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Best Practices for Leading Change

Very few organizations lead change well and as a result, 70% of these projects fail...leaving a ton of money, time, and energy on the table. There are many approaches to change, but here are a few best practices to get you started.

Understand the organizational landscape and embed the change within it to ensure cohesiveness

  • What are the organization‘s strategic priorities and initiatives?

  • What is the culture like (top-down, peer to peer, networked, flat, etc.)?

  • How agile are people when it comes to changes?

  • What other changes are/have recently taken place?

  • How have previous technology implementations gone for the team/organization? 

  • What are some lessons learned from previous changes?


Vision and Business Case  

  • Develop a compelling future state vision and business case that highlights the ‘Why’, clear end-user benefits and how the change aligns with the organizational and team strategy

  • Share this with end-users and managers to see if it resonates, get their feedback and iterate if needed



  • Determine the specific impacts, benefits and challenges of the change for each persona/user group

  • Determine exactly what you need each group to do differently to actualize the real value of the change


Stakeholder Analysis

  • Identify anyone touched by the change (even beyond end-users)

  • Ask yourself, what you need from them to make this change successful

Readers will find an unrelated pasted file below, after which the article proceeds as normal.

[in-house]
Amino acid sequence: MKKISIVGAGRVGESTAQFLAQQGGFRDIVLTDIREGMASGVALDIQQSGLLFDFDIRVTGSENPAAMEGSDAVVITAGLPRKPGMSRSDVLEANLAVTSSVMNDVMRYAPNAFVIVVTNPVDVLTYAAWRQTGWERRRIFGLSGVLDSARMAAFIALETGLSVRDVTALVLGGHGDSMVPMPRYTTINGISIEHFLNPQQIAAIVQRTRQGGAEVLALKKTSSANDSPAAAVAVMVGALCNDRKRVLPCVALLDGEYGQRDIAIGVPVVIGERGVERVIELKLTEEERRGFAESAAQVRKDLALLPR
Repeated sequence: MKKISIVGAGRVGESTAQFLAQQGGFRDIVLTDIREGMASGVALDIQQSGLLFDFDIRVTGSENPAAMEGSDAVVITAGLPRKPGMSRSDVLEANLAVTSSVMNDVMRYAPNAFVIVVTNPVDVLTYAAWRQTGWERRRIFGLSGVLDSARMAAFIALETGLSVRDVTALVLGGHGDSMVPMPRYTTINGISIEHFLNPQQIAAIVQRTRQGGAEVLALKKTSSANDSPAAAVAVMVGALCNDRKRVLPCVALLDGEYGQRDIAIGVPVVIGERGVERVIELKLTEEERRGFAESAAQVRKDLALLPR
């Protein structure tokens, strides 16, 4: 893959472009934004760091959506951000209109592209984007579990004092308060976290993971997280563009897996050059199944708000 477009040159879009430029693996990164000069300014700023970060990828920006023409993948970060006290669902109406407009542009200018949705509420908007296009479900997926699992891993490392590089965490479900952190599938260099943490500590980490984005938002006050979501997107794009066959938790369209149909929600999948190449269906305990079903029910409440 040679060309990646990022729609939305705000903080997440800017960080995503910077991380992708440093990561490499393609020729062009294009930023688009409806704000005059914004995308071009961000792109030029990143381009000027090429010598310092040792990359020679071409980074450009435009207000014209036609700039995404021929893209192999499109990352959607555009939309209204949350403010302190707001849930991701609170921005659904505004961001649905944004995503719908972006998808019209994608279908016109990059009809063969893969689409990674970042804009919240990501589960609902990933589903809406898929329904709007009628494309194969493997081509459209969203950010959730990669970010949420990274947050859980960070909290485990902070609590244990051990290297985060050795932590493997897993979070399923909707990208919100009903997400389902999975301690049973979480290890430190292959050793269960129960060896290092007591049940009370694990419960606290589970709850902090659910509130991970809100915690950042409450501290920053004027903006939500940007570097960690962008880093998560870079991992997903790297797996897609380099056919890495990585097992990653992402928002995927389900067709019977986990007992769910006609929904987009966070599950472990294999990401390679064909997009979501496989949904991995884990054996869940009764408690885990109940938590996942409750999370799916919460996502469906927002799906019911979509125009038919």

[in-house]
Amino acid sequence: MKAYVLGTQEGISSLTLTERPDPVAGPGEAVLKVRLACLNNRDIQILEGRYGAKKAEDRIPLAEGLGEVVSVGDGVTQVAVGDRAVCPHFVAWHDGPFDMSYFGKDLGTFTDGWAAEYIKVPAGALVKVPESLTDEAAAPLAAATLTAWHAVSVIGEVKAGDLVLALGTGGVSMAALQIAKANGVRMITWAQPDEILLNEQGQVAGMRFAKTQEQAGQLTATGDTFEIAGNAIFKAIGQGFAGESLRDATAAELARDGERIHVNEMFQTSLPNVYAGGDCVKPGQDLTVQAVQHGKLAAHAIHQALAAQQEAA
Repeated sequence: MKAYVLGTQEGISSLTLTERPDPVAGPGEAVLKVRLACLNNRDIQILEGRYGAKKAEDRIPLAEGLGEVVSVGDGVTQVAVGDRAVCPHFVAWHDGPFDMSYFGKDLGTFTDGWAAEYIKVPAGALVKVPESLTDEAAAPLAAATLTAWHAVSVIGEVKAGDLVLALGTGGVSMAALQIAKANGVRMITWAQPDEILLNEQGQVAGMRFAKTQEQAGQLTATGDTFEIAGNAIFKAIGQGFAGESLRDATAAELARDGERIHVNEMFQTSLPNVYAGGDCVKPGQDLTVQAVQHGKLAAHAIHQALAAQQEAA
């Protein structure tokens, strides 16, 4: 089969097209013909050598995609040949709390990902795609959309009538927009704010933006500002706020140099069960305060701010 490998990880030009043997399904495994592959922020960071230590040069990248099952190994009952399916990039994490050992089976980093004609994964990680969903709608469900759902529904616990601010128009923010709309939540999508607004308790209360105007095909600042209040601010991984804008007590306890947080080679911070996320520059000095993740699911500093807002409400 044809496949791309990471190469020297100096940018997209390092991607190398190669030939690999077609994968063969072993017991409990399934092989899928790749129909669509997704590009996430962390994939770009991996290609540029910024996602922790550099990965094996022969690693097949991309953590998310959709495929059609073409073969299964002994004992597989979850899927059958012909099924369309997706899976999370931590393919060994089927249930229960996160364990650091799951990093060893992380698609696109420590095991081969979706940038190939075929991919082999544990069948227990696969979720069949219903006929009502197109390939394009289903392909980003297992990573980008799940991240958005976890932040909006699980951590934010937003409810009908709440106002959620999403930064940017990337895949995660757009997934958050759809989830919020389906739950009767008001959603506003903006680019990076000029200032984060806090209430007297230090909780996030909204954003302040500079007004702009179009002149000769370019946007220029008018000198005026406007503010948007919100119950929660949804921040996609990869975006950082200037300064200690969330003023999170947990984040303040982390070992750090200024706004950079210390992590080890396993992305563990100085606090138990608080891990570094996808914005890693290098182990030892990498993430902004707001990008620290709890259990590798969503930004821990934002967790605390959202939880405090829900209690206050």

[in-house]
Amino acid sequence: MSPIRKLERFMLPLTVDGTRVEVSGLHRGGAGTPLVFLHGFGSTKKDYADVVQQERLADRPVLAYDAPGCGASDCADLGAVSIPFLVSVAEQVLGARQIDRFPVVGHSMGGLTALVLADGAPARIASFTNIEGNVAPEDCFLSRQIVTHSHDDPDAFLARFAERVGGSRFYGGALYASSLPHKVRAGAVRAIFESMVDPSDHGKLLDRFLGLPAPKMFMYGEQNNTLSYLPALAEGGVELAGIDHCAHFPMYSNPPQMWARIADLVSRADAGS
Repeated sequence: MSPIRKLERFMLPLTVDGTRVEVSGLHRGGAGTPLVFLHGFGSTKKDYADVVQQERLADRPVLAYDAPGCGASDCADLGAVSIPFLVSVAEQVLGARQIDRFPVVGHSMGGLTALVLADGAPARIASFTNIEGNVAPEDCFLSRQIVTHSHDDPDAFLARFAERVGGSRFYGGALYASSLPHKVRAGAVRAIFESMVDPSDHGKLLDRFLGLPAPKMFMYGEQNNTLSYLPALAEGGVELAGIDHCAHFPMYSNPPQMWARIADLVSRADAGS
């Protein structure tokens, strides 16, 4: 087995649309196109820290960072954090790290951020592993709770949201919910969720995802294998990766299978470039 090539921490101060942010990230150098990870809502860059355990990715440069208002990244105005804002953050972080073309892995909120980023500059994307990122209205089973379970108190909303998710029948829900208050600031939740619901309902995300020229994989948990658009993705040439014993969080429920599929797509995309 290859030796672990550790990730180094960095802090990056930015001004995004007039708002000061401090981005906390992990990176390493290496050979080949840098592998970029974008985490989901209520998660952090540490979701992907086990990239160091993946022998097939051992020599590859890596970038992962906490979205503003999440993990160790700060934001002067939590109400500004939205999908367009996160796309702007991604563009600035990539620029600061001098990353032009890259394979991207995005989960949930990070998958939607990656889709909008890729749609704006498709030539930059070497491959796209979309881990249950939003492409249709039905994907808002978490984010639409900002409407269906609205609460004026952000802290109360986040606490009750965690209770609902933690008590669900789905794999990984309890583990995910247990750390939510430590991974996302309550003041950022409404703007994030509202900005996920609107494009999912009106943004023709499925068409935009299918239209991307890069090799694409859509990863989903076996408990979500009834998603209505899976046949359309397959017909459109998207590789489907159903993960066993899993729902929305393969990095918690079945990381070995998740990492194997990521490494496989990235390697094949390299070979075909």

• Ask yourself, what they need from you in order to do so

  • Build these items into your change/comms plan



  • Establish and communicate exactly what you need leaders and end-users to do (including specific behaviors) in order to actualize the real value of the change or technology platform, as well as firm expectations and mechanisms to ensure accountability.




  • Identify measurable outcomes and metrics that are tied to behaviors and actions that will produce a clear ROI


Quick Wins

  • What are the quick wins and keystone behaviors we can focus on to show success and move the needle quickly?




  • Ensure there is a visible senior leader(s) willing to sponsor/message/lead the change

  • Have him/her share the vision, the “Why”, benefits, what’s changing, how it fits into the larger organizational strategy, what it means to people’s day to day, expectations, how people can get involved and how they will be supported. 



  • Enable managers to co-create and drive the change 

  • You may hold a session where you share the vision, the “Why”, benefits, what’s changing, how it fits into the larger organizational strategy, what it means to people’s day to day, expectations, and accountability and ask them:

    • What’s meaningful about the change to you? What will be meaningful to your people?

    • How would you roll it out? 

    • What questions or concerns do you expect from your team? 

    • How will your team receive this? What potential scenarios might we encounter?

    • What do you need to feel supported?

    • What will your teams need to feel supported?



  • Find  champions you can leverage to build excitement, scale success and provide bidirectional feedback 



  • Engage employees, managers and champions in the design of the implementation by providing feedback on messaging, the change strategy, etc. to increase commitment and a sense of control of the change.

  • Ensure the change management process accounts for the basic human needs of autonomy, competence and relatedness to mitigate resistance: